"Furthermore, with the complete transcending of the dimension of neither perception nor non-perception, Sariputta entered & remained in the cessation of feeling & perception. Seeing with discernment, his fermentations were totally ended. He emerged mindfully from that attainment. On emerging mindfully from that attainment, he regarded the past qualities that had ceased & changed: 'So this is how these qualities, not having been, come into play. Having been, they vanish.' He remained unattracted & unrepelled with regard to those qualities, independent, detached, released, dissociated, with an awareness rid of barriers. He discerned that 'There is no further escape,' and pursuing it there really wasn't for him.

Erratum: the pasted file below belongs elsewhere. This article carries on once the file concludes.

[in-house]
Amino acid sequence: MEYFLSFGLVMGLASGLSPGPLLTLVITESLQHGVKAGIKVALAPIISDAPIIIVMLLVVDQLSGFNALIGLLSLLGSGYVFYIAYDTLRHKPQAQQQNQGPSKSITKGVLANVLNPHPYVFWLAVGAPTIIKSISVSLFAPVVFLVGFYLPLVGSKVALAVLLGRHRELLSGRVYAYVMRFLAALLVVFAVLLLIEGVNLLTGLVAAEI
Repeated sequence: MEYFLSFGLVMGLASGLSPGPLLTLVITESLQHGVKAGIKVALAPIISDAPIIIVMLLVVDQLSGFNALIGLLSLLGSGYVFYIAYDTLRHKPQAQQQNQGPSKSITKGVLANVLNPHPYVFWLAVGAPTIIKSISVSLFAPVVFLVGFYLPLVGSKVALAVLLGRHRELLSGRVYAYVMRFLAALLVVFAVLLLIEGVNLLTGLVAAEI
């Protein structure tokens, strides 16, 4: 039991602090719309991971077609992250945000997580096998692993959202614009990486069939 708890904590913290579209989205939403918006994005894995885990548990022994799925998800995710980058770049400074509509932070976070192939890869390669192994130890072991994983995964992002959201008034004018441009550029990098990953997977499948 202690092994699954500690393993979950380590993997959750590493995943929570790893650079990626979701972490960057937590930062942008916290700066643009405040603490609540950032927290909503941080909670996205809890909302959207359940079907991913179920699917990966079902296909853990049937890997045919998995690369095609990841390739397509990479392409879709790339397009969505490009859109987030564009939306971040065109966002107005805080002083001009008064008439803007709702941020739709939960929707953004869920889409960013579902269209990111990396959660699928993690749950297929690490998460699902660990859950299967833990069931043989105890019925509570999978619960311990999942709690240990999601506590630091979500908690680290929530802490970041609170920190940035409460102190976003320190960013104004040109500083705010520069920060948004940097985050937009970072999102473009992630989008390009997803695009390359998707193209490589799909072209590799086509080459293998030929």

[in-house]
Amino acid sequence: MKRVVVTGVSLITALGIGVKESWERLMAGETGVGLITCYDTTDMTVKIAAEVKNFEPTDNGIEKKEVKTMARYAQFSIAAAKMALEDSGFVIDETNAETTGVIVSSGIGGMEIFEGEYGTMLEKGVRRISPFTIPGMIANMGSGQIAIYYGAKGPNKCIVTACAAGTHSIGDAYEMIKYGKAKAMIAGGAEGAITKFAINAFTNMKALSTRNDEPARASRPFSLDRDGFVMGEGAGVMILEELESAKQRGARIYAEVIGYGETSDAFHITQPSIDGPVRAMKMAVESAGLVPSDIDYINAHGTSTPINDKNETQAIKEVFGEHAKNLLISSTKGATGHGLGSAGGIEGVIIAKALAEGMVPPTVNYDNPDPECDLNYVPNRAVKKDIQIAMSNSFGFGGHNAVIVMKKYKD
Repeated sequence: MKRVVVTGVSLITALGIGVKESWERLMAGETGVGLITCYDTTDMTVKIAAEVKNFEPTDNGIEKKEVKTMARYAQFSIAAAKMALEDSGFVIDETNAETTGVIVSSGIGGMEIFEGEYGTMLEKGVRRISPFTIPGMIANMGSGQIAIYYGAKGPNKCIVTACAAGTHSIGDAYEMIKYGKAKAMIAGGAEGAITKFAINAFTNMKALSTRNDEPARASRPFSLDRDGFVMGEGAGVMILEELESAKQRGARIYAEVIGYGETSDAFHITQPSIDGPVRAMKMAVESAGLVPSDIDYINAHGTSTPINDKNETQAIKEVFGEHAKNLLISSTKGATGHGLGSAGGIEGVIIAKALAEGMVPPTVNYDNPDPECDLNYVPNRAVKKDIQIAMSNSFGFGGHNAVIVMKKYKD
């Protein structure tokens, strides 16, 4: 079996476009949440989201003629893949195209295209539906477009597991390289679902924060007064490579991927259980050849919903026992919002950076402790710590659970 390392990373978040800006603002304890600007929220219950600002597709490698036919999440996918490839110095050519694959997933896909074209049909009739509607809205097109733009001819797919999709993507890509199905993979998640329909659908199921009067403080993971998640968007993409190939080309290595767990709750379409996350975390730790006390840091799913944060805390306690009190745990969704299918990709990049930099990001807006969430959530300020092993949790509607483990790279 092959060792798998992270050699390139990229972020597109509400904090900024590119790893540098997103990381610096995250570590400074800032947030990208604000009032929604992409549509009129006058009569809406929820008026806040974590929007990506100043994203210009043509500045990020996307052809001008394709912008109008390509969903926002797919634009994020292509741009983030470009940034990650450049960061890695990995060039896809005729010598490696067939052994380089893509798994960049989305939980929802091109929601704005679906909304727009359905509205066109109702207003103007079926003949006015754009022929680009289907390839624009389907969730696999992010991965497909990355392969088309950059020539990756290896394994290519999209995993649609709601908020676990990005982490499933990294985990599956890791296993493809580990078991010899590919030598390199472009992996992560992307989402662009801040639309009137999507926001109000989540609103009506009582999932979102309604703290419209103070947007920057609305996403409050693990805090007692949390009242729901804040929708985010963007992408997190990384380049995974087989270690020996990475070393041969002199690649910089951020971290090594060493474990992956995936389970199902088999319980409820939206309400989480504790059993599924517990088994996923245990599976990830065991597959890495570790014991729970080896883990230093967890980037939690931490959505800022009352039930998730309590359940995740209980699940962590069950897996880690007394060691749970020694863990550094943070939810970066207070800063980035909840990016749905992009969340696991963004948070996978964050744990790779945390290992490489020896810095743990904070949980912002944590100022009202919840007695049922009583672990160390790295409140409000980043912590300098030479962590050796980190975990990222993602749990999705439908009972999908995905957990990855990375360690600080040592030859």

https://www.accesstoinsight.org/tipitak ... .than.html
The sutta jhanas are not considered too deep.
"Furthermore, with the abandoning of pleasure & stress — as with the earlier disappearance of elation & distress — Sariputta entered & remained in the fourth jhana: purity of equanimity & mindfulness, neither-pleasure-nor-pain. Whatever qualities there are in the fourth jhana — a feeling of equanimity, neither pleasure nor pain; an unconcern due to serenity of awareness;[3] singleness of mind, contact, feeling, perception, intention, consciousness, desire, decision, persistence, mindfulness, equanimity, & attention — he ferreted them out one after another. Known to him they arose, known to him they remained, known to him they subsided. He discerned, 'So this is how these qualities, not having been, come into play. Having been, they vanish.' He remained unattracted & unrepelled with regard to those qualities, independent, detached, released, dissociated, with an awareness rid of barriers. He discerned that 'There is a further escape,' and pursuing it there really was for him.